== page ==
“Kayak Hunter” by Eleeshushe Parr – Inuit Art – Cape Dorset 1962 print collection presented by DaVic Gallery of Native Canadian Arts.
Condition: No condition to be noted.
Description by Artist: No description by artist found.
Notes from DaVic Gallery: “Kayak Hunter” is released in the 2002 Spring collection from the Archives, Dorset Fine Arts
Traditionally the Inuit supported themselves by hunting fish, sea mammals and land animals for food, heat, light, clothing, tools and shelter. They hunted mainly seal and caribou, but also whales, walrus, polar bear, musk ox, fox and wolf. The animals were used for food and their skin was used for clothing, blankets, tents and boats. Their oil was used for cooking and lamps. Bones, ivory and wood were used to make tools. Little was wasted, there was no pollution and, apart from natural trends, animals and people lived in harmony with a land that most people from the south would find hostile in the extreme. The good hunters were respected, as was a good work ethic – lazy people or those that did not contribute to the community, were not. They were just another mouth to feed in a place where food could be very hard to come by.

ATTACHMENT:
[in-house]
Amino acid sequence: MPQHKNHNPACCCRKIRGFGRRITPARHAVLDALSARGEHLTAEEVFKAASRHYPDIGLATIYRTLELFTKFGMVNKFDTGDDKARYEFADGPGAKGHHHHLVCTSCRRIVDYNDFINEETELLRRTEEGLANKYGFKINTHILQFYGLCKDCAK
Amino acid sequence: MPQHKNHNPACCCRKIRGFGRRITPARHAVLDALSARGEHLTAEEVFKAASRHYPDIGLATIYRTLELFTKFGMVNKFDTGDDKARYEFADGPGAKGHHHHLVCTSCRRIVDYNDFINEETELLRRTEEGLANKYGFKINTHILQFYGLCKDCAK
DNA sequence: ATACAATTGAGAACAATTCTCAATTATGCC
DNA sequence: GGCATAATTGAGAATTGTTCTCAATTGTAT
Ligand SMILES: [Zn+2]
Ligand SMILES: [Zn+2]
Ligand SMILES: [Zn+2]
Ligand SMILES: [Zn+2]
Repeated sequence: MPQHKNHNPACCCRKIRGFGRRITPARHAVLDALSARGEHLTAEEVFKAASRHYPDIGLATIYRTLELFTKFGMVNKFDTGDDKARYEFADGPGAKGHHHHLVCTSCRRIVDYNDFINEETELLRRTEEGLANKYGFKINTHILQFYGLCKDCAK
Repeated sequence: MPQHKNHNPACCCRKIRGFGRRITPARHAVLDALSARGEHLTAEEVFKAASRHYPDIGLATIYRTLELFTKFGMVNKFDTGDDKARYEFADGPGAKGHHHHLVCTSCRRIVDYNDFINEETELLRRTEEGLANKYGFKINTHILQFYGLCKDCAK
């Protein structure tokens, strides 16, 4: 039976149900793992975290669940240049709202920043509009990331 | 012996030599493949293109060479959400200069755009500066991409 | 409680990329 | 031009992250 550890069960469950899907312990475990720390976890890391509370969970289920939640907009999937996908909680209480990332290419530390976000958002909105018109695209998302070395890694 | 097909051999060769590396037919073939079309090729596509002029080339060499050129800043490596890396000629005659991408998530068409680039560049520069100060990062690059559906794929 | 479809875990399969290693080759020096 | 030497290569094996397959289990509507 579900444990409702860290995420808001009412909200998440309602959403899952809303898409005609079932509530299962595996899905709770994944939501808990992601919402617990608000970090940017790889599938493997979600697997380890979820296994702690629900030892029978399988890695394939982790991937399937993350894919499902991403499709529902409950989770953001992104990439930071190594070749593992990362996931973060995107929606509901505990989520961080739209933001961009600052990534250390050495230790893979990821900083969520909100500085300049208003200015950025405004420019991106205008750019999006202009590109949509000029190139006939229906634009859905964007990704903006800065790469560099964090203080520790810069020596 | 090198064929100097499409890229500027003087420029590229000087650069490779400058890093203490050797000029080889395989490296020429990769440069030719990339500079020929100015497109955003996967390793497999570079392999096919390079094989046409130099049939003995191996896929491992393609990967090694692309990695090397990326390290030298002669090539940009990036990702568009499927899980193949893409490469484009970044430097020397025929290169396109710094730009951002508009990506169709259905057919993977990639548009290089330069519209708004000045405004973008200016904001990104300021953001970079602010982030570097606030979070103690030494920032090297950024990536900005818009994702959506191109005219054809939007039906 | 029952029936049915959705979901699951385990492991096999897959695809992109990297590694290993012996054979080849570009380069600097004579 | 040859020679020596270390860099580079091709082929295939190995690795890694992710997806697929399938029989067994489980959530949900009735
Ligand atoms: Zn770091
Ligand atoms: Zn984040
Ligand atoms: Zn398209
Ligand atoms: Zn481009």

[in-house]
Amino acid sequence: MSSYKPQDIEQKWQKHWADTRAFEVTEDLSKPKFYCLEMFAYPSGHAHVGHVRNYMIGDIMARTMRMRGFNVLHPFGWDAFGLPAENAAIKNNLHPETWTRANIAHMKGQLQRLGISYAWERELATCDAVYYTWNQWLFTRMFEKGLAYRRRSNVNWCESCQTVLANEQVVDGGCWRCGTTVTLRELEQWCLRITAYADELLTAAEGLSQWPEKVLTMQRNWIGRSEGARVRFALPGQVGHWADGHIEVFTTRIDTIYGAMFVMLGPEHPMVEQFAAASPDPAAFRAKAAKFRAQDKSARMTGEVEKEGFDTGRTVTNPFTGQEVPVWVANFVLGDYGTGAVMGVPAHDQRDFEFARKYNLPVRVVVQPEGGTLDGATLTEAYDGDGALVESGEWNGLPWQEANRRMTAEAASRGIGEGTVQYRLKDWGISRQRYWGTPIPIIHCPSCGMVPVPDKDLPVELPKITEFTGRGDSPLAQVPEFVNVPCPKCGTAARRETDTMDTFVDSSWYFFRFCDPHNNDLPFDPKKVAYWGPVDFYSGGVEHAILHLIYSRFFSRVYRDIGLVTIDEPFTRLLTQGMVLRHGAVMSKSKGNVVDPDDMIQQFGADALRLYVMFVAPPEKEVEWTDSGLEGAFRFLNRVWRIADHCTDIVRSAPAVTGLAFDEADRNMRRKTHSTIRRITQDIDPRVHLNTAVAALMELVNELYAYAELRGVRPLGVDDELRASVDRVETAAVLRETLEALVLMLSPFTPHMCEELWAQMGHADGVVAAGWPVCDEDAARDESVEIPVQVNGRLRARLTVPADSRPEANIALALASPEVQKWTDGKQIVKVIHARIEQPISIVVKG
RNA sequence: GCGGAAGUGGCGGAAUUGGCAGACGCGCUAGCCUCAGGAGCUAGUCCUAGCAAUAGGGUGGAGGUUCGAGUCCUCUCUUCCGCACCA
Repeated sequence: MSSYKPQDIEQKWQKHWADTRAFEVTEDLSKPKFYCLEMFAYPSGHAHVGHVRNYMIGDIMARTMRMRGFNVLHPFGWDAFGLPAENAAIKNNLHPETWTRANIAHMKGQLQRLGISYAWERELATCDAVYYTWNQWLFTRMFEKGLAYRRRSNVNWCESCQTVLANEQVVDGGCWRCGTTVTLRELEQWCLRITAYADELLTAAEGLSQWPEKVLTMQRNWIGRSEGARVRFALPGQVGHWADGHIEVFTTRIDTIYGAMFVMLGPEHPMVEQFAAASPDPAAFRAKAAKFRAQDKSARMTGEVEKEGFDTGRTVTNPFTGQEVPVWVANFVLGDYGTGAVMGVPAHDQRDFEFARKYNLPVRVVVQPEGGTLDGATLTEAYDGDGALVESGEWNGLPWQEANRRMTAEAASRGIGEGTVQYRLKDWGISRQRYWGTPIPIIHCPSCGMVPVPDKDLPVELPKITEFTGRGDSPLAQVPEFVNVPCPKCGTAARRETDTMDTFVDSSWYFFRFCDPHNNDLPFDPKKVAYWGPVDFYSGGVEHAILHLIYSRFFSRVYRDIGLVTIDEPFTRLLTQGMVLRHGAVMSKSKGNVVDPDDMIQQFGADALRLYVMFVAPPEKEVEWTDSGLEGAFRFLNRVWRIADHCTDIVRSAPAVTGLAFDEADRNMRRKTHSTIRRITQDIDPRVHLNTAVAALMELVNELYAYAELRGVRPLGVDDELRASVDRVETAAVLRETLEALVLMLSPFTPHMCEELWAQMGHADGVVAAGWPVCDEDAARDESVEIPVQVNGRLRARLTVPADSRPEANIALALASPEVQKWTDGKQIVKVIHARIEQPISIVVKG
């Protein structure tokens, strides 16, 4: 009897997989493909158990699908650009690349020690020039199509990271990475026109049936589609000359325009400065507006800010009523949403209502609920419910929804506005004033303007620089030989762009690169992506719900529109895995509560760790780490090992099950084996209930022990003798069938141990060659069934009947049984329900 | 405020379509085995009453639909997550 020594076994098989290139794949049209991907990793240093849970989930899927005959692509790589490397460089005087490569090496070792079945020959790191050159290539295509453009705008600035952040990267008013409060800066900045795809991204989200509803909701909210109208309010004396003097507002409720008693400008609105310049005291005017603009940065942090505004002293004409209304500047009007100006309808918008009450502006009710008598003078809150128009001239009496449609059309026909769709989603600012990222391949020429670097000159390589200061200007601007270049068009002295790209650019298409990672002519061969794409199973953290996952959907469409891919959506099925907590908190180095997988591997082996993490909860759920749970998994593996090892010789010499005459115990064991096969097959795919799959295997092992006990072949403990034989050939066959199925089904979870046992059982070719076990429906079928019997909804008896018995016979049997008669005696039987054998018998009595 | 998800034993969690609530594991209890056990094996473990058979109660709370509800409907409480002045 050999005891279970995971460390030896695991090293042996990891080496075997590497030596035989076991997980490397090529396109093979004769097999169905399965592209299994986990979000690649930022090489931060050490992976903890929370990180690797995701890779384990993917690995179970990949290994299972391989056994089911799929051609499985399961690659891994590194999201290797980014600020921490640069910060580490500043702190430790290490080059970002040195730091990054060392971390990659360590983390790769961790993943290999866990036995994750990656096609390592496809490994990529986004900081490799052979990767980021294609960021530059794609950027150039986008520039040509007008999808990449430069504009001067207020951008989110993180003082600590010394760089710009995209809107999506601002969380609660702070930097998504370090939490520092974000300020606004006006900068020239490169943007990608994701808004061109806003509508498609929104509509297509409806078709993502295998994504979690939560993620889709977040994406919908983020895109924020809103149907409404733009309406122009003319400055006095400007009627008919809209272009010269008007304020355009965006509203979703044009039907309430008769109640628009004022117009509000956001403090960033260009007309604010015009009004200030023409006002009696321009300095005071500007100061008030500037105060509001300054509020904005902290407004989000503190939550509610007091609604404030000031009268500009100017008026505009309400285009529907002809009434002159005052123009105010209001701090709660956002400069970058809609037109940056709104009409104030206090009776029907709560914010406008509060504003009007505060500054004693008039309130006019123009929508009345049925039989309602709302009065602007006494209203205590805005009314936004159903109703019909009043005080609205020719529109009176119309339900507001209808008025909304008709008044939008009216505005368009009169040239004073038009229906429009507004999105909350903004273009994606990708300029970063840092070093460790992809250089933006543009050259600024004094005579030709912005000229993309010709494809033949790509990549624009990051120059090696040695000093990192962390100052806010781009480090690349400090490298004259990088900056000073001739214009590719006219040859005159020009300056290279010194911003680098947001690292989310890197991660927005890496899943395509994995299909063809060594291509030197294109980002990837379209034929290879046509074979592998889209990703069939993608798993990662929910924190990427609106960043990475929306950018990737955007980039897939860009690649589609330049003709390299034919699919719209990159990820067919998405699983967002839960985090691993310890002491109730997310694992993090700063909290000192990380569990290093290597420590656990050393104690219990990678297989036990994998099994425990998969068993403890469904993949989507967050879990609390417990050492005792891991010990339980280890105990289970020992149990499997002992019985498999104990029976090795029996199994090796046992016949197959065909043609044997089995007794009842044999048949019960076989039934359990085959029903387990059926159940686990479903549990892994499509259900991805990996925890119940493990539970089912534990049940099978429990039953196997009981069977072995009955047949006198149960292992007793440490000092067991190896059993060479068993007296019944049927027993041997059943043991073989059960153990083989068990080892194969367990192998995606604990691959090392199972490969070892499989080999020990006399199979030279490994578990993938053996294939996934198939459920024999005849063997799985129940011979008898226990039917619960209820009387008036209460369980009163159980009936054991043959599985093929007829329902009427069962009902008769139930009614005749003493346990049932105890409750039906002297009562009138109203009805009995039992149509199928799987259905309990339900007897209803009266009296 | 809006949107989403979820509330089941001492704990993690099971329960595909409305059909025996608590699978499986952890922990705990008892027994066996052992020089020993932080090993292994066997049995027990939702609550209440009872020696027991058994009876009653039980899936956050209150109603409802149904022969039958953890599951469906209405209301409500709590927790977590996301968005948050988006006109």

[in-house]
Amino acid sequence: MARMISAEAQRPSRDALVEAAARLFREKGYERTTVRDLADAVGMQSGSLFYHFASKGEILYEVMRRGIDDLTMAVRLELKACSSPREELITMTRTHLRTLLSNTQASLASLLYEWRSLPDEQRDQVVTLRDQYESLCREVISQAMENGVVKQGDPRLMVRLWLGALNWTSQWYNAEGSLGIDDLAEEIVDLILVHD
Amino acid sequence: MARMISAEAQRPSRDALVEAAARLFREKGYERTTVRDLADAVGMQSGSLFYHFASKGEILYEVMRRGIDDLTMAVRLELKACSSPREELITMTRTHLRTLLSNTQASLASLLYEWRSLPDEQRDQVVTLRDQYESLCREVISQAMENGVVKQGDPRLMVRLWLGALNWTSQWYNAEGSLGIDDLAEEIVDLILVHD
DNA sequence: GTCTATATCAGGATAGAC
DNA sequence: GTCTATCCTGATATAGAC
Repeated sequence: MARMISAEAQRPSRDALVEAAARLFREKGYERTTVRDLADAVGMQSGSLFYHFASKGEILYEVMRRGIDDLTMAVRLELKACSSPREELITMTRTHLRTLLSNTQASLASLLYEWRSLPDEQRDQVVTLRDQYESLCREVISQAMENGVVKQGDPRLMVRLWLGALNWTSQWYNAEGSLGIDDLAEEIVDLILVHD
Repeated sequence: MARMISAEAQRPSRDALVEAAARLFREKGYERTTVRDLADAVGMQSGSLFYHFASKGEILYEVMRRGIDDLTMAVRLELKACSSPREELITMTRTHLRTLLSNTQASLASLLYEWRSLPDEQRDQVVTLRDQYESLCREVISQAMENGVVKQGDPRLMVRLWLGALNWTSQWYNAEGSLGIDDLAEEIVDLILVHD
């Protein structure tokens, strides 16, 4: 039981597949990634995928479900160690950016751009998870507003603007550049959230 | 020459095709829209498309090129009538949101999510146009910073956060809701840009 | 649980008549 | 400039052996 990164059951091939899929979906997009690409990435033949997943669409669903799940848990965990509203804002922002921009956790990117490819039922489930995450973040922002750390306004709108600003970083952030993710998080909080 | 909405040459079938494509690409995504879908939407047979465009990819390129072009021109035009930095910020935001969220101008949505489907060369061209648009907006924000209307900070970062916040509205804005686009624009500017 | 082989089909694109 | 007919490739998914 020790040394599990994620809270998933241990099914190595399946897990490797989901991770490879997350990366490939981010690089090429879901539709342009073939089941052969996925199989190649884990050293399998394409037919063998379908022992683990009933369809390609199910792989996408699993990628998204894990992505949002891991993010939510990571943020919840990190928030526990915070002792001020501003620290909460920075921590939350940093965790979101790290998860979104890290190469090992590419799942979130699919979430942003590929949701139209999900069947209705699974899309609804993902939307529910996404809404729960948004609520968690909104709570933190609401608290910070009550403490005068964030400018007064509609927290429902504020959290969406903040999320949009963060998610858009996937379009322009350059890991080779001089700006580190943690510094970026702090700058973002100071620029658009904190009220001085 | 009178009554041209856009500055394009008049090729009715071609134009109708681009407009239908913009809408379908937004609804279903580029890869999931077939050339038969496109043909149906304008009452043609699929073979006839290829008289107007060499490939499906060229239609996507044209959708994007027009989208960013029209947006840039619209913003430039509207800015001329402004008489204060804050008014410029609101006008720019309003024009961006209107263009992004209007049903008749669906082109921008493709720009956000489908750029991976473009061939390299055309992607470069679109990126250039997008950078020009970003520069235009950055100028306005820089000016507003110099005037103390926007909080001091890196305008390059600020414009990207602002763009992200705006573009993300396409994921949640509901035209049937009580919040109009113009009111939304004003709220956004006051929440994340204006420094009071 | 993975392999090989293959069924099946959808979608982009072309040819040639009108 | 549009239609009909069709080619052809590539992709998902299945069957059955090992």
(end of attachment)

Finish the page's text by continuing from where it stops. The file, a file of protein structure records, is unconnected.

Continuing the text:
The Kayak is an example of Inuit technological ingenuity that made it possible to live in the harsh conditions of the Arctic. These light, single-passenger boats were used primarily for hunting rather than a means of transport. The hunter silently approaches his prey to within range of the harpoon, lance or rifle. Great skill is required to avoid becoming entangled and capsized during the hunt, and the ability to roll the kayak was very valuable. Walrus are particularly dangerous and liable to attack and crush the kayak when provoked. In the past, when the kayak was still widely used for hunting, a high proportion of male deaths in Greenland were due to kayak hunting accidents.